This is a stunning theological claim. In earlier times, the prophets kept us up-to-date on God’s thoughts, and we trusted them on that. Seemed legit. But now, more recently, God has spoken to us through a Son. A Son! And that Son is “the reflection of God’s glory and the exact imprint of God’s very being…” The spitting image, you might say. It’s just as if God came, in the flesh. The letter to the Hebrews reminds us, in its opening phrase, of what lies at the heart of our lives as Christians: God didn’t send just anyone to us. God came. This is the heart of what draws us together. This is what gives us our unique identity. We are in Community with Jesus Christ.
The implications of this are enormous, and it’s all about community.
I’ve been reading about community this week, specifically, about the ways in which contemporary American society contrasts with more tribal communities. The book is Tribe: On Homecoming and Belonging, by Sebastian Junger. This book has challenged my understanding of what it means to be in real community, and the gifts that can come from belonging to one. The author writes,
“…human beings need three basic things in order to be content: they need to feel competent at what they do; they need to feel authentic in their lives; and they need to feel connected to others.”[i]
I’m not sure anyone ever feels truly “competent” as a Christian…. that’s the work of an entire lifetime. But belonging to the community of Jesus does give us some real opportunities to experience these things that can bring that kind of deep contentment. We can use our gifts as we reach out to help one another and those outside our doors. We can feel a sense of authenticity as we become more and more deeply rooted in the gospel. And we can grow to feel deeply connected to those who share our concerns and commitment.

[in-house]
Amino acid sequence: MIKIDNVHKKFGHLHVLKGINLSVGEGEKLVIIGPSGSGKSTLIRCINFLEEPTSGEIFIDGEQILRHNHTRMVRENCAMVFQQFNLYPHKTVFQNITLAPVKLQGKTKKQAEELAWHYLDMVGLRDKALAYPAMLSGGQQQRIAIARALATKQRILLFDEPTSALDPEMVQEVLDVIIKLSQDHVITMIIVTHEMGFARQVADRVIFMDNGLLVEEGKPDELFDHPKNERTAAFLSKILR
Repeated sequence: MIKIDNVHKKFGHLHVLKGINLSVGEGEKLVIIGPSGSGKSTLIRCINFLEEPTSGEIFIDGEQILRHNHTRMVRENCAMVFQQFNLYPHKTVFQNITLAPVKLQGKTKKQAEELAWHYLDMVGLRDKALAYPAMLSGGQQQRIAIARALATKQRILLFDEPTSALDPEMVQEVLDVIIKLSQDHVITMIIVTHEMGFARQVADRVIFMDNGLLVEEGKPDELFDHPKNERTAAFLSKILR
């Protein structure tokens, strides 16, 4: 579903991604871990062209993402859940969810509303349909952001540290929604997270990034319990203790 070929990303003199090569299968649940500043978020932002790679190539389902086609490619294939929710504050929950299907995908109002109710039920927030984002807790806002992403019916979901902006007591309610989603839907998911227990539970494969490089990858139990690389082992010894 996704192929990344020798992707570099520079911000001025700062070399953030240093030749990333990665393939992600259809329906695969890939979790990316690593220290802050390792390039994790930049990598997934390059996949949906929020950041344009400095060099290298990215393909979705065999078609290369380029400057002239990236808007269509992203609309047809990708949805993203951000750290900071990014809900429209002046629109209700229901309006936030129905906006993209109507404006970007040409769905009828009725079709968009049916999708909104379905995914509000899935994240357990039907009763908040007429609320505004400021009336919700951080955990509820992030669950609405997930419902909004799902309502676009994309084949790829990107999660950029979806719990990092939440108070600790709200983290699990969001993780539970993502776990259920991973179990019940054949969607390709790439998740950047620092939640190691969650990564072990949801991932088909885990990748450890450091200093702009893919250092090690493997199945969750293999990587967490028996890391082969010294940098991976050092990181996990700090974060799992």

The author shows how people tend to move more into tribe-like behaviors and feelings in the midst or in the aftermath of horrible events—War. Attacks. Natural disasters. This is because of how we respond: we pull together. Things like religion and race and sexual orientation fall away, and we become, simply, people with certain capabilities who instinctively use them to help one another. Catastrophes are also great levelers. One survivor wrote, “An earthquake achieves what the law promises but does not in practice maintain: The equality of all.” True communities are egalitarian, and their power structures are fluid, based on the specific gifts needed at different times.